(MeSH) developed by the U.S. National Library of Medicine. Subsequently, for-profit firms (called Abstracting and indexing services) emerged to index the fast-growing literature in every field of knowledge. In the 1960s, an online bibliographic database industry developed based on dialup
X.25 X.25 is an ITU-T The ITU Telecommunication Standardization Sector (ITU-T) coordinates standards for telecommunications and Information Communication Technology such as X.509 for cybersecurity, Y.3172 and Y.3173 for machine learning, and H.264/MPE ...
networking. These services were seldom made available to the public because they were difficult to use; specialist librarians called search intermediaries handled the searching job. In the 1980s, the first
full text In Text retrieve, text retrieval, full-text search refers to techniques for searching a single computer-stored document or a collection in a full-text database. Full-text search is distinguished from searches based on metadata or on parts of the or ...
databases appeared; these databases contain the full text of the index articles as well as the bibliographic information. Online bibliographic databases have migrated to the Internet and are now publicly available; however, most are proprietary and can be expensive to use. Students enrolled in colleges and universities may be able to access some of these services without charge; some of these services may be accessible without charge at a public library.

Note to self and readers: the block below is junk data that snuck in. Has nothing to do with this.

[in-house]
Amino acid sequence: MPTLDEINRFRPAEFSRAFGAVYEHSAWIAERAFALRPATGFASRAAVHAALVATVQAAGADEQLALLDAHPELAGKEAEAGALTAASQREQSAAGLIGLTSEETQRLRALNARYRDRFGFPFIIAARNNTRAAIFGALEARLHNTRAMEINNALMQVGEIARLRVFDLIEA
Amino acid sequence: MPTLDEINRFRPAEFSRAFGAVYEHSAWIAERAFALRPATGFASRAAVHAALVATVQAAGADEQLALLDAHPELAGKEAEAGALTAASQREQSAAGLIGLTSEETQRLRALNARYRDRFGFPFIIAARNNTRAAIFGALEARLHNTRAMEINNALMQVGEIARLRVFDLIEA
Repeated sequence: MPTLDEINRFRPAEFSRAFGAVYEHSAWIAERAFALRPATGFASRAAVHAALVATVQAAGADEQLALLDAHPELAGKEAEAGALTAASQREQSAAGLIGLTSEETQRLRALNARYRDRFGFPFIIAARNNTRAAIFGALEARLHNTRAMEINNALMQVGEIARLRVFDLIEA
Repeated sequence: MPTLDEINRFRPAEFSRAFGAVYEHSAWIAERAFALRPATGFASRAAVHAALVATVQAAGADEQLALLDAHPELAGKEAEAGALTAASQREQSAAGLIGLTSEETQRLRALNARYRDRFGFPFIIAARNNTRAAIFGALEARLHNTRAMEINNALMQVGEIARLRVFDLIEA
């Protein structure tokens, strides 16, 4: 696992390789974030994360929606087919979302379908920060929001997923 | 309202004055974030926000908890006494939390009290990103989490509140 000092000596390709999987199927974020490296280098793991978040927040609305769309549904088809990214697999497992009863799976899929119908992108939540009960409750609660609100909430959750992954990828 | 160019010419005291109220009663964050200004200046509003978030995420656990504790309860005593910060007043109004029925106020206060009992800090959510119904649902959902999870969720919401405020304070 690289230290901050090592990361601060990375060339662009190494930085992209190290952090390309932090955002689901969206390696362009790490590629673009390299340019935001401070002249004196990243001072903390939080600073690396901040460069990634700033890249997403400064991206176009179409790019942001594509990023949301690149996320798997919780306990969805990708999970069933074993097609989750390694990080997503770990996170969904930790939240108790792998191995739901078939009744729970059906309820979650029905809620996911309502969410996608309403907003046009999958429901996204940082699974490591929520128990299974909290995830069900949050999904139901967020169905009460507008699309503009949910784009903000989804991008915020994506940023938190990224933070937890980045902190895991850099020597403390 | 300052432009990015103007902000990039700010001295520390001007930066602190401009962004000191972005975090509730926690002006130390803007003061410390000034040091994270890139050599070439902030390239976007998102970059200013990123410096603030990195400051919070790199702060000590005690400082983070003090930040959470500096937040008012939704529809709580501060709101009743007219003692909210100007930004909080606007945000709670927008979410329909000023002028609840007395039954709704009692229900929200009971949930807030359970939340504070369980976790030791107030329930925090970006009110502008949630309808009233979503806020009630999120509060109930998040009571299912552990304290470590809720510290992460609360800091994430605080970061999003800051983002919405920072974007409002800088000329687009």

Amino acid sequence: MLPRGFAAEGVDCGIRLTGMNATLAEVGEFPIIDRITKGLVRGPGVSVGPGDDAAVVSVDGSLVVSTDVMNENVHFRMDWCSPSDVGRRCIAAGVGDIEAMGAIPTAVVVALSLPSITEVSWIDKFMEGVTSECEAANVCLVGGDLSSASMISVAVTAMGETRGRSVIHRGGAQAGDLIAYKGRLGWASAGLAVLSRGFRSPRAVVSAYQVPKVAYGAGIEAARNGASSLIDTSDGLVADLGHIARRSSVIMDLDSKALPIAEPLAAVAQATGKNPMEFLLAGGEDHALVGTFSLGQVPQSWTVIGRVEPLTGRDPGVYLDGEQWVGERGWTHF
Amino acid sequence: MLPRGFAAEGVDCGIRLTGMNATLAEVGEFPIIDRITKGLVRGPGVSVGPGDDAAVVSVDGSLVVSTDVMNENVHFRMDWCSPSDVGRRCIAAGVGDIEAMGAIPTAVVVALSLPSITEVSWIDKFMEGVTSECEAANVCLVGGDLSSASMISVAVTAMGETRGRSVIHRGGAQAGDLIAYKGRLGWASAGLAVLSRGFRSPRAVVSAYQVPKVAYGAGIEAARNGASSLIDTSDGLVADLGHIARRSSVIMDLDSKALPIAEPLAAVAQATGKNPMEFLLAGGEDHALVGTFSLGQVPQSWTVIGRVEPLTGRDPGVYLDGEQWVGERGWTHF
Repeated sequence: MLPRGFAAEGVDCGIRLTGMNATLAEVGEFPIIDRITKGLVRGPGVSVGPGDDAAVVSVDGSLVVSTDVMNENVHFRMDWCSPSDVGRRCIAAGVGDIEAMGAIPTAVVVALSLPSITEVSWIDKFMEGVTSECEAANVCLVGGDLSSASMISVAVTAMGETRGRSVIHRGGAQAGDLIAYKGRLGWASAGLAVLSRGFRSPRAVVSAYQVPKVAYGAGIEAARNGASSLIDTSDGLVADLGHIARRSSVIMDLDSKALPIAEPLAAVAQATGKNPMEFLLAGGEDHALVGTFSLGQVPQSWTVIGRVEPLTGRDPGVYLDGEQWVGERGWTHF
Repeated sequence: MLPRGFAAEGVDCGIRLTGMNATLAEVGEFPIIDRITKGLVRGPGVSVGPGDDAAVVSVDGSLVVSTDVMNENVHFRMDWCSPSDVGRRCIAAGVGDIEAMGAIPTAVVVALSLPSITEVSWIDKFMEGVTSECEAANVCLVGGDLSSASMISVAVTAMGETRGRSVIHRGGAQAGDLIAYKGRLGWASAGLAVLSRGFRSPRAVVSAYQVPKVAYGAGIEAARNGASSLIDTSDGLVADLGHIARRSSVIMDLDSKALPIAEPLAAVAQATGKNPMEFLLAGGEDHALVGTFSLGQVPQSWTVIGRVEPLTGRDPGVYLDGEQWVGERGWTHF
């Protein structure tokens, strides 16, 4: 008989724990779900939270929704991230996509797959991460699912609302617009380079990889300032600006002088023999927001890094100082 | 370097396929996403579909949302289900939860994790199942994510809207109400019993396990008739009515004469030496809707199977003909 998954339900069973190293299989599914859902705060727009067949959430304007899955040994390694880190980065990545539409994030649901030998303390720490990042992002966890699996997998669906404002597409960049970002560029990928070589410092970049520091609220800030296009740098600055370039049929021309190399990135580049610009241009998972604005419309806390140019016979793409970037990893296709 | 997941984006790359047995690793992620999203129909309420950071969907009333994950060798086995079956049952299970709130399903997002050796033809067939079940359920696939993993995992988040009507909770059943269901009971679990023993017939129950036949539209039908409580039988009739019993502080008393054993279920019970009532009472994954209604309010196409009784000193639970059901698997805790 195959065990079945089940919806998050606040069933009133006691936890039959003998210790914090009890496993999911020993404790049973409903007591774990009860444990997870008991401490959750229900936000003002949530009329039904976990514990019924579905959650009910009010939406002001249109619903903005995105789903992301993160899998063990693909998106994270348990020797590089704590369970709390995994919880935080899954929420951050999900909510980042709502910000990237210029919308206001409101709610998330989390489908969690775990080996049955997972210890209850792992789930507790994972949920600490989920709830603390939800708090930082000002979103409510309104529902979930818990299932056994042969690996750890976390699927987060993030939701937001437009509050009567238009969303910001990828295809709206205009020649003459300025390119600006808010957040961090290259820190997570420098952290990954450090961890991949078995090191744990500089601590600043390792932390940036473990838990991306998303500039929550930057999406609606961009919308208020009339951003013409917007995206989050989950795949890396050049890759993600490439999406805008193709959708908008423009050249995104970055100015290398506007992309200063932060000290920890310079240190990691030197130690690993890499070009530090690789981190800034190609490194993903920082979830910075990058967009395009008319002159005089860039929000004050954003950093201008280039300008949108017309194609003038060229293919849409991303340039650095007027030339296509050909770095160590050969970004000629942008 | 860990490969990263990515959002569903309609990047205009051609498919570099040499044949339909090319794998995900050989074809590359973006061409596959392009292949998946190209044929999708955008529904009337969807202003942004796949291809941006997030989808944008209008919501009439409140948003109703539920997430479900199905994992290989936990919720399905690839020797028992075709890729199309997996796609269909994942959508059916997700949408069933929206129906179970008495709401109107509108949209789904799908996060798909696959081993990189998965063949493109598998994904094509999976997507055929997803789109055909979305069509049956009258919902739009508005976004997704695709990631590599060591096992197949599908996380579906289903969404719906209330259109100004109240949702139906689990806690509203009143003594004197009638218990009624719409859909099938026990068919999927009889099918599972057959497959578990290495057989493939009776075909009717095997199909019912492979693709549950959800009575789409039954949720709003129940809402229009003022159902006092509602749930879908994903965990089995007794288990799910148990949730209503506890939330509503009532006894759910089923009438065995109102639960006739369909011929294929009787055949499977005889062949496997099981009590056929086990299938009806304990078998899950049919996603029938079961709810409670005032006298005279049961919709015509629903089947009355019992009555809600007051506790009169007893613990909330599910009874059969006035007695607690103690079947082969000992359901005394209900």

Technical communication

In large organizations, controlled vocabularies may be introduced to improve
technical communication Technical communication is used to convey scientific, engineering, or other technical information. Individuals in a variety of contexts and with varied professional credentials engage in technical communication. Some individuals are designated as te ...
. The use of controlled vocabulary ensures that everyone is using the same word to mean the same thing. This consistency of terms is one of the most important concepts in
technical writing Technical writing is writing or drafting technical communication Technical communication is used to convey scientific, engineering, or other technical information. Individuals in a variety of contexts and with varied professional credentials engage ...
and
knowledge management Knowledge management (KM) is the collection of methods relating to creating, sharing, using and managing the knowledge Knowledge is a familiarity, awareness, or understanding of someone or something, such as facts ( descriptive knowledge), s ...

knowledge management
, where effort is expended to use the same word throughout a
document A document is a writing, written, drawing, drawn, presented, or memorialized representation of thought, often the manifestation of nonfiction, non-fictional, as well as fictional, content. The word originates from the Latin ''Documentum'', whic ...

document
or
organization An organization, or organisation (Commonwealth English The use of the English language English is a of the , originally spoken by the inhabitants of . It is named after the , one of the ancient that migrated from , a peninsu ...

organization
instead of slightly different ones to refer to the same thing.


Semantic web and structured data